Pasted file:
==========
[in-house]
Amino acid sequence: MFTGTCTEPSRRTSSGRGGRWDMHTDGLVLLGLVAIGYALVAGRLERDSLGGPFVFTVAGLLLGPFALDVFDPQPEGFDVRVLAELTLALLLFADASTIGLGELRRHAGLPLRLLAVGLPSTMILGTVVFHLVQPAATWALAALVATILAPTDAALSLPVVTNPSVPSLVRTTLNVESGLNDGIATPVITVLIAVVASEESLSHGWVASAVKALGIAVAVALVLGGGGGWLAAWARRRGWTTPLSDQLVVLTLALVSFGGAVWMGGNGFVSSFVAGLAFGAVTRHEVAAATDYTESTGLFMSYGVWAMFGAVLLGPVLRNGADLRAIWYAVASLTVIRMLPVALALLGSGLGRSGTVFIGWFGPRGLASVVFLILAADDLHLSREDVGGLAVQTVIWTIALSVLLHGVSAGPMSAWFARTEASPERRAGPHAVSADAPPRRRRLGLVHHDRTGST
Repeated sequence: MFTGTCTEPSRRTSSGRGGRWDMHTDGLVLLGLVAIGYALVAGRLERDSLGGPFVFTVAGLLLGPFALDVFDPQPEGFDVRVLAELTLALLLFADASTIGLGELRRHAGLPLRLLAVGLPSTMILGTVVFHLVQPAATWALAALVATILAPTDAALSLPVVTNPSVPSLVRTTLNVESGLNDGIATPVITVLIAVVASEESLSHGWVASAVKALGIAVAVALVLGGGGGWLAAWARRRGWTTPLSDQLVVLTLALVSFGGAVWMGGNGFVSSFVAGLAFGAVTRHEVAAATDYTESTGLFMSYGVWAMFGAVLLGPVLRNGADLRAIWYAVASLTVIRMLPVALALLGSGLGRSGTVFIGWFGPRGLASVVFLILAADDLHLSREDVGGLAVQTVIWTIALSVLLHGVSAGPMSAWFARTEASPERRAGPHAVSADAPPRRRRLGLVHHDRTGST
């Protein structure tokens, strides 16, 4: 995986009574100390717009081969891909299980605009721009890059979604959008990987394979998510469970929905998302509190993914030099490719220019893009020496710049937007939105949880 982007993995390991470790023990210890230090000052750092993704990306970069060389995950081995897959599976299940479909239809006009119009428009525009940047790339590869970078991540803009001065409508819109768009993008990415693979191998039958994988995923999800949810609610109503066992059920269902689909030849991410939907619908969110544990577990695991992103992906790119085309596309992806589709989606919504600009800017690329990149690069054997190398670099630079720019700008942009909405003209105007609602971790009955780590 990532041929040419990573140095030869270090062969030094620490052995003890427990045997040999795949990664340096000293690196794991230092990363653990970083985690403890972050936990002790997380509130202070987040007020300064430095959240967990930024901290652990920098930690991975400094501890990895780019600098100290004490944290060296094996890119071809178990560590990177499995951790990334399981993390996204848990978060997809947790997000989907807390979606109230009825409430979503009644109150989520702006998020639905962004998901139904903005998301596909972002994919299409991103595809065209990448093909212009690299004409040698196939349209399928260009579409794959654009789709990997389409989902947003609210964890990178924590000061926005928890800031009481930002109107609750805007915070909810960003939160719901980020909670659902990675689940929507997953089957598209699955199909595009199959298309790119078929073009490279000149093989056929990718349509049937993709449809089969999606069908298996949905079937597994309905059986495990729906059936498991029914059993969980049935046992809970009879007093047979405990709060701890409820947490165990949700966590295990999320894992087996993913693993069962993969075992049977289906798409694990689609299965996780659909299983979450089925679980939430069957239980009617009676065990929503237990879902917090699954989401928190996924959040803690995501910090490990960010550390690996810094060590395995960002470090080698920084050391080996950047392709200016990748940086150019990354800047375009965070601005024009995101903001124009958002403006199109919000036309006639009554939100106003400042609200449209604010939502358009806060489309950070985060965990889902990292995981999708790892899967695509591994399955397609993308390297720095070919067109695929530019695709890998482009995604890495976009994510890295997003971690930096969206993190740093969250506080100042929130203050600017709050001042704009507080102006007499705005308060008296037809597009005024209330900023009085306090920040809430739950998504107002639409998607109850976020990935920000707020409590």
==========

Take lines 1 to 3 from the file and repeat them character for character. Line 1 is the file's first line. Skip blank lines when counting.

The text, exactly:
[in-house]
Amino acid sequence: MFTGTCTEPSRRTSSGRGGRWDMHTDGLVLLGLVAIGYALVAGRLERDSLGGPFVFTVAGLLLGPFALDVFDPQPEGFDVRVLAELTLALLLFADASTIGLGELRRHAGLPLRLLAVGLPSTMILGTVVFHLVQPAATWALAALVATILAPTDAALSLPVVTNPSVPSLVRTTLNVESGLNDGIATPVITVLIAVVASEESLSHGWVASAVKALGIAVAVALVLGGGGGWLAAWARRRGWTTPLSDQLVVLTLALVSFGGAVWMGGNGFVSSFVAGLAFGAVTRHEVAAATDYTESTGLFMSYGVWAMFGAVLLGPVLRNGADLRAIWYAVASLTVIRMLPVALALLGSGLGRSGTVFIGWFGPRGLASVVFLILAADDLHLSREDVGGLAVQTVIWTIALSVLLHGVSAGPMSAWFARTEASPERRAGPHAVSADAPPRRRRLGLVHHDRTGST
Repeated sequence: MFTGTCTEPSRRTSSGRGGRWDMHTDGLVLLGLVAIGYALVAGRLERDSLGGPFVFTVAGLLLGPFALDVFDPQPEGFDVRVLAELTLALLLFADASTIGLGELRRHAGLPLRLLAVGLPSTMILGTVVFHLVQPAATWALAALVATILAPTDAALSLPVVTNPSVPSLVRTTLNVESGLNDGIATPVITVLIAVVASEESLSHGWVASAVKALGIAVAVALVLGGGGGWLAAWARRRGWTTPLSDQLVVLTLALVSFGGAVWMGGNGFVSSFVAGLAFGAVTRHEVAAATDYTESTGLFMSYGVWAMFGAVLLGPVLRNGADLRAIWYAVASLTVIRMLPVALALLGSGLGRSGTVFIGWFGPRGLASVVFLILAADDLHLSREDVGGLAVQTVIWTIALSVLLHGVSAGPMSAWFARTEASPERRAGPHAVSADAPPRRRRLGLVHHDRTGST